When you throw away your garbage, do you ever think about where it goes? Most household waste goes into a landfill, where it is out of sight and out of mind.
However, many people choose to recycle products such as aluminum and cardboard to repurpose their waste and avoid the landfill. Just as your old cardboard box can be recycled in order to be reused, food waste can be composted in order to become a valued-added product.
Compost is organic matter, such as food scraps and lawn clippings, that have decomposed. Compost is incredibly rich in nutrients that can be used as a soil supplement for growing plants. At the Conservation District office, we compost our food waste in order to create a soil supplement for the bioswale located on-site.
A bioswale is a broad, shallow channel made to collect and direct water from rain and snowmelt (known as stormwater), and in the process remove pollutants. It contains native plants which look beautiful, attract butterflies, and remove pollutants all at the same time! The compost provides nutrients and soil cover to aid in healthy plant growth.
Organic matter is an important part of soil composition. For many soils, such as the rocky soils of Pike County, compost can be a welcome structural addition. It can create more empty space or air, essentially making the soil more “fluffy.” This allows room for water and nutrients to travel though it.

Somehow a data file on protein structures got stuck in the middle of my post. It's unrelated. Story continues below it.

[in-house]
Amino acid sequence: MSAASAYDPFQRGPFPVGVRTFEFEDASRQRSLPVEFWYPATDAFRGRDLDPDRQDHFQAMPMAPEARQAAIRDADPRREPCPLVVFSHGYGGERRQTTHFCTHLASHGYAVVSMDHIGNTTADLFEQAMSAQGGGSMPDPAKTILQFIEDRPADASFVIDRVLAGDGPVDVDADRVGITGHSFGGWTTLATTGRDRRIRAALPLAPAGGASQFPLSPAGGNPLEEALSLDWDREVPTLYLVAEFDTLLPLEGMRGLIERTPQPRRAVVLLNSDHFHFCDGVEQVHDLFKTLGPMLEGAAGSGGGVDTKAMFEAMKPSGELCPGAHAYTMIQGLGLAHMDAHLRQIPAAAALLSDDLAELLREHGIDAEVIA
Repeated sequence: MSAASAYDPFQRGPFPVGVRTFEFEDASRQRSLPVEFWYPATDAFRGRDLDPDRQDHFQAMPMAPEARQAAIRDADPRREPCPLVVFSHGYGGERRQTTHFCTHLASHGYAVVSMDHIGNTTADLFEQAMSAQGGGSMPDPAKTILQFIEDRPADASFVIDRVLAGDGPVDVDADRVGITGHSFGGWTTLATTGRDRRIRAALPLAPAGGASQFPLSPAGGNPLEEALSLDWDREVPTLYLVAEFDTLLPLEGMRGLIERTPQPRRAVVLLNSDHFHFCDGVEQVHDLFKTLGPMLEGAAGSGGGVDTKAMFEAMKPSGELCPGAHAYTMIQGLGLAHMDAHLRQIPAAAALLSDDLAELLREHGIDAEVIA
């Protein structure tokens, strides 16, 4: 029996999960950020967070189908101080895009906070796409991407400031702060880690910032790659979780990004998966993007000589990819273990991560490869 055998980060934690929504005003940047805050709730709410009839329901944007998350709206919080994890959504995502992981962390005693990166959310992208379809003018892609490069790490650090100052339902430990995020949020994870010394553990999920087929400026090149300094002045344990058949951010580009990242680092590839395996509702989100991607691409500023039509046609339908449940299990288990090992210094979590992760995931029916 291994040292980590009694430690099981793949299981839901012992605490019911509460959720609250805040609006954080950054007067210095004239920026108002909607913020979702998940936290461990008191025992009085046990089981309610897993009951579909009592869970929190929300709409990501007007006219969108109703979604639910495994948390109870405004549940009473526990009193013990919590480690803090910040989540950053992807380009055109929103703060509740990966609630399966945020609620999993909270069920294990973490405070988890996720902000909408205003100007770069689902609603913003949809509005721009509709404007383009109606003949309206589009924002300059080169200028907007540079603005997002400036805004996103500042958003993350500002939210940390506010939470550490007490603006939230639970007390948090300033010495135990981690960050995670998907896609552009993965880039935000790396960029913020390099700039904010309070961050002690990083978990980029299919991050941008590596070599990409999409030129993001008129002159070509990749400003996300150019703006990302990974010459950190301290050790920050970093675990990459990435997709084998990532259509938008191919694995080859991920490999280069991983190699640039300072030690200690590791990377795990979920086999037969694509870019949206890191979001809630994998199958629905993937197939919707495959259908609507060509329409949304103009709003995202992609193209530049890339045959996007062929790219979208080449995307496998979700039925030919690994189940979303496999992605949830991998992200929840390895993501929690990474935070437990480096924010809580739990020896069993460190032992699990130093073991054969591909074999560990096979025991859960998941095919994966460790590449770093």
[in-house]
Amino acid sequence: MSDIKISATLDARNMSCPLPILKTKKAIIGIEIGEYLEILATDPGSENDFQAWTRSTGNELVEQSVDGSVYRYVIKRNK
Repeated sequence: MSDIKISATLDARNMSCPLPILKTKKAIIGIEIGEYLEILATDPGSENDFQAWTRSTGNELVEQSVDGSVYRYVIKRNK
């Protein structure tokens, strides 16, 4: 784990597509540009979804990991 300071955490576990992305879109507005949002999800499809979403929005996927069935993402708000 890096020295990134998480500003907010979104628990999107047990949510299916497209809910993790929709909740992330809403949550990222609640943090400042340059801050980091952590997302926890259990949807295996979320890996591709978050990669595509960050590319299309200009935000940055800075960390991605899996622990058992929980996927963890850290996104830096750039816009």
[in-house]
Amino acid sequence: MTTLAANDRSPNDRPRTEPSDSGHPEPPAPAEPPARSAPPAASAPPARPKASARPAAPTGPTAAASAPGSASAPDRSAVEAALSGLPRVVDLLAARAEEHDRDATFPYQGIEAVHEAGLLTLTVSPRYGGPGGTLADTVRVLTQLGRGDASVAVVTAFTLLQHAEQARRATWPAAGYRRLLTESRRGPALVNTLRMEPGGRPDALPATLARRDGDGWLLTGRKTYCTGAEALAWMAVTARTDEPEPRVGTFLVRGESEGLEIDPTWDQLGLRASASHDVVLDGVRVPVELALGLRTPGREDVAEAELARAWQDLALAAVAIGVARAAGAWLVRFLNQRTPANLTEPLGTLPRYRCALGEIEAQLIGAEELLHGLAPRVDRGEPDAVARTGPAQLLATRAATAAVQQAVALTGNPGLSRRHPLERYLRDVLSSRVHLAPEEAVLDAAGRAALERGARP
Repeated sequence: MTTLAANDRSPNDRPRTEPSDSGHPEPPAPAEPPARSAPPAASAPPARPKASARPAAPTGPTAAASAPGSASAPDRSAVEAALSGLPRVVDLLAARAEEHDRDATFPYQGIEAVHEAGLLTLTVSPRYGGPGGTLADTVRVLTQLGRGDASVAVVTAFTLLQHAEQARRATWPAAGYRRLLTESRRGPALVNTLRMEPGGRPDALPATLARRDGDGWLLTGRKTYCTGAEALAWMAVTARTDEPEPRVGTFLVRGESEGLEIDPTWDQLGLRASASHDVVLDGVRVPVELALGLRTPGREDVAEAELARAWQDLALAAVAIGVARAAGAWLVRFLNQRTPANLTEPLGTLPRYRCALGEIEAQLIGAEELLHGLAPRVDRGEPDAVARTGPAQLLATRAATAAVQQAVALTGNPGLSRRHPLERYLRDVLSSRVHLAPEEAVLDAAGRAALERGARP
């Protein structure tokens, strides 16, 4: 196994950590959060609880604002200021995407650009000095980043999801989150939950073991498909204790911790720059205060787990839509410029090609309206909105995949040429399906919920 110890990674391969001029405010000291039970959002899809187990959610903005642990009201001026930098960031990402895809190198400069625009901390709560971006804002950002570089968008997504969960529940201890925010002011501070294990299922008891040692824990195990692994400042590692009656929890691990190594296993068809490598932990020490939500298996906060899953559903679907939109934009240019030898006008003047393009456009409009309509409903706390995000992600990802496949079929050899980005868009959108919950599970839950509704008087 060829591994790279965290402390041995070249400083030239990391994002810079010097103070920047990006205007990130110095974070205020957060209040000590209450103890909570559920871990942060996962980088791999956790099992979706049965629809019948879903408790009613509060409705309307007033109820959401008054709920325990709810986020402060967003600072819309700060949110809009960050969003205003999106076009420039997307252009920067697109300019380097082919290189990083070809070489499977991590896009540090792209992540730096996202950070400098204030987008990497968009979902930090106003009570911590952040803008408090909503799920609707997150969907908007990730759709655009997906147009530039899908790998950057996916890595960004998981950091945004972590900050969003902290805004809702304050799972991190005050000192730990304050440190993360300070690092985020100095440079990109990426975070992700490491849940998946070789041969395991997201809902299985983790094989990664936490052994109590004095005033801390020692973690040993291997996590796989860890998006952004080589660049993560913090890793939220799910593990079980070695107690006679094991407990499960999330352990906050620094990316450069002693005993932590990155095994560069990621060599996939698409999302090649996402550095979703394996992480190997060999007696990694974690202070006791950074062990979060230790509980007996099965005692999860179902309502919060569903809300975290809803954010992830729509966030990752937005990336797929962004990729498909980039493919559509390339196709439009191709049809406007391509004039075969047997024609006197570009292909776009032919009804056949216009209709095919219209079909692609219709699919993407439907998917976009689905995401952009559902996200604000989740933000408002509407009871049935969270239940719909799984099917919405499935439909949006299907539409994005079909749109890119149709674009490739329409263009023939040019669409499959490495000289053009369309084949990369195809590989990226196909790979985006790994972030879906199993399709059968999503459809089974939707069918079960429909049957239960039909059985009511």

Compost at home
If you want to start composting in your home or office, it is very simple to get started.
Begin by collecting food scraps, but skip the dairy, bones, and fats to avoid strong odors that may attract animals.
Make a pile in your backyard or use a prefabricated container to hold all of your compostable items.
Make sure to include high carbon items (sometimes called browns) such as cardboard and lawn clippings.
Turn the pile occasionally and check that the material feels moist to the touch in order to provide ideal conditions for decomposition. The compost pile should reach temperatures as high as 150 degrees on the inside as the waste breaks down.
As you make compost, keep in mind all the pounds of waste not being trucked to a landfill, and all the nutrients returning to the soil to be reused. You may be surprised at how much waste you can repurpose!
Editor's note: Jeremy Oettinger is Resource Conservationist with the Pike County Conservation District.